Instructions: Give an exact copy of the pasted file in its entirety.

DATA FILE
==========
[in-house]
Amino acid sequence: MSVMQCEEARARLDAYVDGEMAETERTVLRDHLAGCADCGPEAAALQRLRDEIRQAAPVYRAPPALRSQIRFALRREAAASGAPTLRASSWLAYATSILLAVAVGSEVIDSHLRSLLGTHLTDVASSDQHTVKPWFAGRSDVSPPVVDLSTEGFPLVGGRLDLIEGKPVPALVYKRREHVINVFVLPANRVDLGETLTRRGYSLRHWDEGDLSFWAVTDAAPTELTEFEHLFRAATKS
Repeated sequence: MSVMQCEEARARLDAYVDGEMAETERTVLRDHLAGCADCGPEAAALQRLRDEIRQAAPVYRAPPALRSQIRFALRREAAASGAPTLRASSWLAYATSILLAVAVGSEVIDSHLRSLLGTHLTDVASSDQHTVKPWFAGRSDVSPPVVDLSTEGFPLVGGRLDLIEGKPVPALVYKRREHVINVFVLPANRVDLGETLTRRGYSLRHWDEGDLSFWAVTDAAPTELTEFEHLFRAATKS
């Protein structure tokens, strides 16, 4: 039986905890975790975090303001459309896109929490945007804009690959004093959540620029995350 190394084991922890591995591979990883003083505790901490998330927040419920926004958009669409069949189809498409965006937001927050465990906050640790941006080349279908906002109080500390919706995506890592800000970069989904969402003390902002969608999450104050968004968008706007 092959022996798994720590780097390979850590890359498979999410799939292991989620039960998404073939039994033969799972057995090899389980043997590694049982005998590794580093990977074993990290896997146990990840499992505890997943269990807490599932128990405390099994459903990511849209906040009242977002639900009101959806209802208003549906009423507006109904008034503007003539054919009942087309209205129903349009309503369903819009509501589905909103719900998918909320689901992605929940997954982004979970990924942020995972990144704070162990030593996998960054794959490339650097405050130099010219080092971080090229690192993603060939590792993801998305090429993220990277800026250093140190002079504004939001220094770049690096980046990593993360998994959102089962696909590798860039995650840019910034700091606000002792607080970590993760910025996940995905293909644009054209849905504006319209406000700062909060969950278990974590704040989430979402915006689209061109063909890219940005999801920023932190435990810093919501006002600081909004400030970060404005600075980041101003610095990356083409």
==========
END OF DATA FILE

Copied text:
[in-house]
Amino acid sequence: MSVMQCEEARARLDAYVDGEMAETERTVLRDHLAGCADCGPEAAALQRLRDEIRQAAPVYRAPPALRSQIRFALRREAAASGAPTLRASSWLAYATSILLAVAVGSEVIDSHLRSLLGTHLTDVASSDQHTVKPWFAGRSDVSPPVVDLSTEGFPLVGGRLDLIEGKPVPALVYKRREHVINVFVLPANRVDLGETLTRRGYSLRHWDEGDLSFWAVTDAAPTELTEFEHLFRAATKS
Repeated sequence: MSVMQCEEARARLDAYVDGEMAETERTVLRDHLAGCADCGPEAAALQRLRDEIRQAAPVYRAPPALRSQIRFALRREAAASGAPTLRASSWLAYATSILLAVAVGSEVIDSHLRSLLGTHLTDVASSDQHTVKPWFAGRSDVSPPVVDLSTEGFPLVGGRLDLIEGKPVPALVYKRREHVINVFVLPANRVDLGETLTRRGYSLRHWDEGDLSFWAVTDAAPTELTEFEHLFRAATKS
């Protein structure tokens, strides 16, 4: 039986905890975790975090303001459309896109929490945007804009690959004093959540620029995350 190394084991922890591995591979990883003083505790901490998330927040419920926004958009669409069949189809498409965006937001927050465990906050640790941006080349279908906002109080500390919706995506890592800000970069989904969402003390902002969608999450104050968004968008706007 092959022996798994720590780097390979850590890359498979999410799939292991989620039960998404073939039994033969799972057995090899389980043997590694049982005998590794580093990977074993990290896997146990990840499992505890997943269990807490599932128990405390099994459903990511849209906040009242977002639900009101959806209802208003549906009423507006109904008034503007003539054919009942087309209205129903349009309503369903819009509501589905909103719900998918909320689901992605929940997954982004979970990924942020995972990144704070162990030593996998960054794959490339650097405050130099010219080092971080090229690192993603060939590792993801998305090429993220990277800026250093140190002079504004939001220094770049690096980046990593993360998994959102089962696909590798860039995650840019910034700091606000002792607080970590993760910025996940995905293909644009054209849905504006319209406000700062909060969950278990974590704040989430979402915006689209061109063909890219940005999801920023932190435990810093919501006002600081909004400030970060404005600075980041101003610095990356083409």